Speech and Language Milestones – Age Three
Parents of preschoolers often express concern regarding their children’s speech and language development, wanting to know how their skills “measure up.” While there is a wide range of what is considered “normal” at the age of three, the following milestones should help provide a general guideline of what can be expected at this age. Please consider what you read in the context of your child’s unique development.

Receptive Language
A typical three year old understands 1000 words! Children this age should be able to identify a number of large body parts such as tummy, nose, head, and feet, but might not yet be able to identify small body parts such as eyebrow and wrist. They are able to match three to four colors. They understand descriptive concepts such as big and little; simple time concepts such as last night and tomorrow; emotional state concepts such as sad and angry; number concepts such as some and a lot; common category names such as toys, clothes, and animals; and question words. Children this age show an increased ability to listen to and understand conversations, stories, songs, and poems. Three year olds should be able to follow two- to three-step directions involving familiar objects, actions, and routines such as “wash your hands and then come sit down for lunch.”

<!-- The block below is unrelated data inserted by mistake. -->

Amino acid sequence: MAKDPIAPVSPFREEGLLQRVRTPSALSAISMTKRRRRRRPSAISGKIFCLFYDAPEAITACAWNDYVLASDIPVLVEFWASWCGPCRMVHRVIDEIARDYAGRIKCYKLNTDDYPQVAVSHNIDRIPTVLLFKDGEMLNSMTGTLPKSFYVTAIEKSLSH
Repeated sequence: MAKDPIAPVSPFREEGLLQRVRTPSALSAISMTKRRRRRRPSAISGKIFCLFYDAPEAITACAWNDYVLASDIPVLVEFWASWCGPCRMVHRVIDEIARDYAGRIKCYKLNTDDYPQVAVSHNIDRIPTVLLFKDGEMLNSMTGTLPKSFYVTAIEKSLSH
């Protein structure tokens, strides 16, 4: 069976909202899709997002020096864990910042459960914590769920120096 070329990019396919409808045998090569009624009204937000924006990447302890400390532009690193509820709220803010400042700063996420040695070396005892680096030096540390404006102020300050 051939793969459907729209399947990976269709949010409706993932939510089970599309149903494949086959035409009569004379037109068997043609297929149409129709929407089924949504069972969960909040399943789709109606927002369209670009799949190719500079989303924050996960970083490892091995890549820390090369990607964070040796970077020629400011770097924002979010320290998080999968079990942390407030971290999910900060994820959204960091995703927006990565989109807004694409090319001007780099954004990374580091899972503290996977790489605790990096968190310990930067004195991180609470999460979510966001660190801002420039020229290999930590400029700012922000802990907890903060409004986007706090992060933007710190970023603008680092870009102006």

Expressive Language
Children’s expressive language develops rapidly between the ages of two and three. By the third birthday, a child’s vocabulary should grow to over 450 words (probably way more than parents can keep track of). Three year olds should provide their name when asked “What’s your name?” and either verbally respond or hold up fingers to indicate their age. They should understand I, me, and you and refer to themselves as “me” rather than by name. They should understand gender and use he and she appropriately. They should begin to form plurals by adding an “s” (e.g., books) and begin to use past tense (e.g., dropped). They will ask “What’s that? and “Where’s my?” and can answer “What doing?” and “Where?” questions. They will use short, simple three- to five-word sentences such as “I got new shoes” and often use a series of simple sentences to relate ideas.

Social Language
Children this age begin to tell about their experiences and talk about absent objects. Lying and teasing begins at this age. Three year olds show a wide range of emotions, affection for friends without prompting, and concern for a crying friend. They engage in make believe play and copy adults and friends. They take turns in games. Children this age talk to other children as well as adults and will carry on “conversations” with themselves and their dolls or stuffed animals. They clarify messages in response to a request to do so, produce short dialogues, and verbally introduce and change a topic. The “stories” they tell consist primarily of labels and descriptions, contain sequences of unrelated ideas, and have themes but no plot.

Common Errors